“I think Thiem can win it, he showed throughout the year a competitiveness and a respect with everyone that was spectacular,” Schwartzman told ole.com. “On top of that he is having great years of his career and this season was even better for the achievements he had.’
“He has a good chance of winning it.” He added.
Schwartzman, who reached the quarter-finals of the US Open earlier this year, has also been shortlisted for the award. Along with regular nominees Federer and Nadal. Only once has an Argentinian player won the title, which was José Luis Clerc back in 1981. At that time it was known as the ATP Sportsmanship award before getting renamed in 1996.
“I learned first (of getting nominated) through social networks rather than the official designation that the ATP sends you by mail.” The 27-year-old revealed.
“It is more spectacular than anything for the players I have next to me. It is a very important prize that recognizes a little what you do off the court, not only hitting the ball.”
Whilst he is dreaming of winning the honour himself, Schwartzman is just happy that he has been nominated.
“If I won this award, it would be spectacular. Now I am on that payroll that is very good and represents the values that I try to maintain on a day-to-day basis and that (my coaching teams over the years) have taught me. It is very nice to be recognized for that. “ He concluded.
The four nominees for the Stefan Edberg Award was shortlisted by the ATP. However, it will be the players who will decide the winner. The result will be revealed later this month.
Multiple winners of the Stefan Edberg/ATP Sportsmanship award
Roger Federer – 13
Stefan Edberg – 5
Pat Rafter – 4
Alex Corretja – 2
Todd Martin – 2
Paradorn Srichaphan – 2
Rafael Nadal – 2
Kei Nishikori In Doubt For The Australian Open
Asia’s highest ranked male tennis player is contemplating when he should return to the tour following surgery.
World No.13 Kei Nishikori is refusing to rule out the prospect of skipping the first grand slam event of 2020 as he continues his recovery from surgery.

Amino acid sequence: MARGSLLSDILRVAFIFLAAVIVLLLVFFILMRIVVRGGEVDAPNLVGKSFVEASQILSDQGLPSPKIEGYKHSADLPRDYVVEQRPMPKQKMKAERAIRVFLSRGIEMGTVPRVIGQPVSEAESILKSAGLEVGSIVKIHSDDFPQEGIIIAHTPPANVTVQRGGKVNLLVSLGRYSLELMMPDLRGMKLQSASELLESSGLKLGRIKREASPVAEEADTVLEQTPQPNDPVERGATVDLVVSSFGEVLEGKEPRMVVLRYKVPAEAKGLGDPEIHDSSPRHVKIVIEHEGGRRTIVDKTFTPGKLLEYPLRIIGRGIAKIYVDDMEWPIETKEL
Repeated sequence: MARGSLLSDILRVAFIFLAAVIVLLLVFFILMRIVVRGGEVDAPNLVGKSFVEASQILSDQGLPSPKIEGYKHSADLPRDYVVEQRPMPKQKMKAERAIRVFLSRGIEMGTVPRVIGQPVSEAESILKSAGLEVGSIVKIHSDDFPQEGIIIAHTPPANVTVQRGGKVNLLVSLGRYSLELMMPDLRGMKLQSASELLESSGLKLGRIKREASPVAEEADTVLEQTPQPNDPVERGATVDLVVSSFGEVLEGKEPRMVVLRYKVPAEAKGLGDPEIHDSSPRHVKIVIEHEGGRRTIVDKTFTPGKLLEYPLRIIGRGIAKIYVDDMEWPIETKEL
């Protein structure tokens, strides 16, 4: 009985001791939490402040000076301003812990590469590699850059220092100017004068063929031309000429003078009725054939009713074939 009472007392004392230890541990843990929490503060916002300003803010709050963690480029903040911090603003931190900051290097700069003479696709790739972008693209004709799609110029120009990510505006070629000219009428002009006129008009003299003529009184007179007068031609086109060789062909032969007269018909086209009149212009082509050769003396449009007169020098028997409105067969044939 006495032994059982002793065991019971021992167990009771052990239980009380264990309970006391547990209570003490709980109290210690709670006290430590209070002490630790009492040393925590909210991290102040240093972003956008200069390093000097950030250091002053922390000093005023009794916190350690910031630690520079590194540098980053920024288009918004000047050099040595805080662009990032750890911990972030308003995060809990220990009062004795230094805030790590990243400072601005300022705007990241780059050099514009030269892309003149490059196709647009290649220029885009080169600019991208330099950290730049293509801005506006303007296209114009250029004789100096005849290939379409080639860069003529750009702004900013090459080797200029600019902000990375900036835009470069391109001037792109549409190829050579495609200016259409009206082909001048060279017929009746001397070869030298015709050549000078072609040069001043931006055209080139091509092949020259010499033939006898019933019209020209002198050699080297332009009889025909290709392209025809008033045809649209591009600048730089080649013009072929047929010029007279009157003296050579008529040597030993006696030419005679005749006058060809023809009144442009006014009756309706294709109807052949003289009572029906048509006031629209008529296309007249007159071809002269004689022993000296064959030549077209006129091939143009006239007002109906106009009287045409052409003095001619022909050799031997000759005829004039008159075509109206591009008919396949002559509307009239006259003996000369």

Nishikori hasn’t played a match on the tour since his third round loss at the US Open back in September. A month later he underwent a procedure on his right elbow in a move that brought his season to an early end. Currently undergoing rehabilitation, it is unclear as to when the Japanese player believes he will return to the ATP Tour.
“The prospect of a return from surgery on right elbow in January. Maybe February. In the second half of next year I want to be able to play well.” Nikkan Sports quoted Nishikori as saying.
“I don’t want to overdo it,” he added.
The Australian Open will get underway on January 20th in Melbourne. Should he miss the grand slam, it will be the second time he has done so in the last three years. Nishikori also withdrew from the 2018 edition due to a wrist injury. In January he reached the quarter-finals and therefore has 360 points to defend next year.
During his time away from the court, the 29-year-old has been kept busy making changes to his team. Recently it was confirmed that he has started working alongside Max Mirnyi, who is a former world No.1 doubles player. Mirnyi, who has won 10 grand slam titles in men’s and mixed doubles, will be working full-time with Nishikori alongside existing coach Michael Chang.
“I’m getting closer to retirement. I want to be cured and come back to play good tennis in the second half of next year.” Nishikori stated.
Despite the injury setback, Nishikori has enjoyed success in 2019. Reaching the quarter-finals in three out of the four grand slam tournaments. The first time he has ever done that in his career. He also claimed his 12th ATP title at the Brisbane International. Overall, he won 29 out of 43 matches played.
Nishikori will turn 30 on December 29th.